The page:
The issue of dark spots has to do with topography and that will invite criminals to the road.These roads are bad; vehicles will naturally slow down and this is an opportunity for them to strike. So, what we do is; we maintain regular patrol but we cannot be static, we maintain regular patrol around the places.
Look at the instance of the Ifira Akoko kidnap case that involved a pastor about three weeks ago. We got a distress call that a number of vehicles were attacked by kidnappers and we moved into the bush immediately. At a point, we asked ourselves; why are we going on a rescue mission? It was to bring the victim back alive. So, we weigh the chances of attack. What we do is to put subtle pressure most of the time on the kidnappers so that we put them on their toes. When they are no longer comfortable; you first found them saying they wanted fifty million naira, later they’ll say they want five million. When we are closing in on them and they know they might be arrested yet they want to get something and they will say bring five hundred thousand.
You can imagine somebody starting from fifty million naira to five hundred thousand. In most of these cases, we want to place premium on the life of the victim first. Once we rescue the victim; we now go after the kidnappers and to a large extent we’ve been able to do that .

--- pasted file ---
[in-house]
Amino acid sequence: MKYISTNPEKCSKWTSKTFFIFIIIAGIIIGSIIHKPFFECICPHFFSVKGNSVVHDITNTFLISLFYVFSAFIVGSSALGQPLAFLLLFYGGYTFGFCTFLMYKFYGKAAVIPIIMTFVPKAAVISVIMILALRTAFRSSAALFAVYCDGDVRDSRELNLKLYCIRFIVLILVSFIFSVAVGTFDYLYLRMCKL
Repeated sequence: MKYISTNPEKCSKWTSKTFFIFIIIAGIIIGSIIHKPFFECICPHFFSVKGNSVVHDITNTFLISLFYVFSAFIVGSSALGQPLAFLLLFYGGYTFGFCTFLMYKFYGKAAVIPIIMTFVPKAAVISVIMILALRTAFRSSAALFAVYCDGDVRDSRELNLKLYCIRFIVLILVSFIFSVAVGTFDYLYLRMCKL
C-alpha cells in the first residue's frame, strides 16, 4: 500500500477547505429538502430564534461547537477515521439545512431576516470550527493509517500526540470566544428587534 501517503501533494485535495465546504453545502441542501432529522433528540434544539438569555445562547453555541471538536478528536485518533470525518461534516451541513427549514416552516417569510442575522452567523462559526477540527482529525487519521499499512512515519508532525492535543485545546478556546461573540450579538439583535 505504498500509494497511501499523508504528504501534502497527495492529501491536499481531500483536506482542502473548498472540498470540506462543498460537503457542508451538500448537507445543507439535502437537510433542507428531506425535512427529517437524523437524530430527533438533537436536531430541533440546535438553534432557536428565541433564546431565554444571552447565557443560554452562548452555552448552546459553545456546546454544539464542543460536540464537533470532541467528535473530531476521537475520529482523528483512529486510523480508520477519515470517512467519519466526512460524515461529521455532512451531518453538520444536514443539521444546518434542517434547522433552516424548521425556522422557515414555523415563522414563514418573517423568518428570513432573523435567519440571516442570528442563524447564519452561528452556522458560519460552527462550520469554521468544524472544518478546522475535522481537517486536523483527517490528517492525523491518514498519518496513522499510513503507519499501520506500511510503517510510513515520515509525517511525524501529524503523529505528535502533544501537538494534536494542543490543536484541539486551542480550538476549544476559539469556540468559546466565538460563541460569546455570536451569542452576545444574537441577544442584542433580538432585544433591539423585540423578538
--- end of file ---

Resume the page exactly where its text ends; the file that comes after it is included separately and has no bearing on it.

In the Akoko area, we actually brought four of the victims to our office in Akure, took them to hospital, took care of them, housed them for about four-five days before we reunited them with their families but the late pastor was not lucky enough, he was exhausted.
When we debriefed the people that we were able to secure their release, they said when the criminals saw Amotekun coming, they ran and left the pastor.
So for us to now trace back where the man was; was after two days because we were combing the forest. These people (other victims) were too tired to talk. We brought them to Police Hospital in Akure. They were not able to talk until after forty-eight hour, that was when we went back to specifically trace the area, because they told us that when they left the man, the man went near water and was trying to drink and they left him. So, this is a typical example of what Amotekun is doing.